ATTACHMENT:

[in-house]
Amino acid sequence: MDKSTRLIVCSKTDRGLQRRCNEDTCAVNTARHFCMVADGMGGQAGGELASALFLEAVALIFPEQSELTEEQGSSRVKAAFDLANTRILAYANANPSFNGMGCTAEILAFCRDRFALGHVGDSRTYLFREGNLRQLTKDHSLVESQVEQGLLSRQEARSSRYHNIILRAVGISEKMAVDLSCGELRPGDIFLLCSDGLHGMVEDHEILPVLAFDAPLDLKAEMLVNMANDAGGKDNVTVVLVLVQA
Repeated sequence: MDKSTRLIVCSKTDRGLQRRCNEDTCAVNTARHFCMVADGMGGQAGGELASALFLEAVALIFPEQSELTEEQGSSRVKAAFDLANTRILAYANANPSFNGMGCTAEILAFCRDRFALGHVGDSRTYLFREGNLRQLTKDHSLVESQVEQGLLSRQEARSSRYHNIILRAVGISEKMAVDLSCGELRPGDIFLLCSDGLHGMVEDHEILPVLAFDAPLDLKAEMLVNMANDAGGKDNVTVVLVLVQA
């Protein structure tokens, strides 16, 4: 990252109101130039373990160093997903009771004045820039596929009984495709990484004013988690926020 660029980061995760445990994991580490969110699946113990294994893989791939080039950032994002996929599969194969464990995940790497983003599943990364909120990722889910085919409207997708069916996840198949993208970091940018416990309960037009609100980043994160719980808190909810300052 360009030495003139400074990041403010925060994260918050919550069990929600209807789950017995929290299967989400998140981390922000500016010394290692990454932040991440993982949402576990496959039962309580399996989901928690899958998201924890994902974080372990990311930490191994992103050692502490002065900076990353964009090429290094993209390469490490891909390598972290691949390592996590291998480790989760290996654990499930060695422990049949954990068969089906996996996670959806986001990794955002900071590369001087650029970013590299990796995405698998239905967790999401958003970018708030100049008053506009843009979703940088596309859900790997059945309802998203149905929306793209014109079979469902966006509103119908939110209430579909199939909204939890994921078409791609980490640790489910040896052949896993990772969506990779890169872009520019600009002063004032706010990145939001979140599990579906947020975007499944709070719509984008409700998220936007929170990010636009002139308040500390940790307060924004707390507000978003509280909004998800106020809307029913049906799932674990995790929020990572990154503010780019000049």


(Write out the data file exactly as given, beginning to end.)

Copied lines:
[in-house]
Amino acid sequence: MDKSTRLIVCSKTDRGLQRRCNEDTCAVNTARHFCMVADGMGGQAGGELASALFLEAVALIFPEQSELTEEQGSSRVKAAFDLANTRILAYANANPSFNGMGCTAEILAFCRDRFALGHVGDSRTYLFREGNLRQLTKDHSLVESQVEQGLLSRQEARSSRYHNIILRAVGISEKMAVDLSCGELRPGDIFLLCSDGLHGMVEDHEILPVLAFDAPLDLKAEMLVNMANDAGGKDNVTVVLVLVQA
Repeated sequence: MDKSTRLIVCSKTDRGLQRRCNEDTCAVNTARHFCMVADGMGGQAGGELASALFLEAVALIFPEQSELTEEQGSSRVKAAFDLANTRILAYANANPSFNGMGCTAEILAFCRDRFALGHVGDSRTYLFREGNLRQLTKDHSLVESQVEQGLLSRQEARSSRYHNIILRAVGISEKMAVDLSCGELRPGDIFLLCSDGLHGMVEDHEILPVLAFDAPLDLKAEMLVNMANDAGGKDNVTVVLVLVQA
């Protein structure tokens, strides 16, 4: 990252109101130039373990160093997903009771004045820039596929009984495709990484004013988690926020 660029980061995760445990994991580490969110699946113990294994893989791939080039950032994002996929599969194969464990995940790497983003599943990364909120990722889910085919409207997708069916996840198949993208970091940018416990309960037009609100980043994160719980808190909810300052 360009030495003139400074990041403010925060994260918050919550069990929600209807789950017995929290299967989400998140981390922000500016010394290692990454932040991440993982949402576990496959039962309580399996989901928690899958998201924890994902974080372990990311930490191994992103050692502490002065900076990353964009090429290094993209390469490490891909390598972290691949390592996590291998480790989760290996654990499930060695422990049949954990068969089906996996996670959806986001990794955002900071590369001087650029970013590299990796995405698998239905967790999401958003970018708030100049008053506009843009979703940088596309859900790997059945309802998203149905929306793209014109079979469902966006509103119908939110209430579909199939909204939890994921078409791609980490640790489910040896052949896993990772969506990779890169872009520019600009002063004032706010990145939001979140599990579906947020975007499944709070719509984008409700998220936007929170990010636009002139308040500390940790307060924004707390507000978003509280909004998800106020809307029913049906799932674990995790929020990572990154503010780019000049």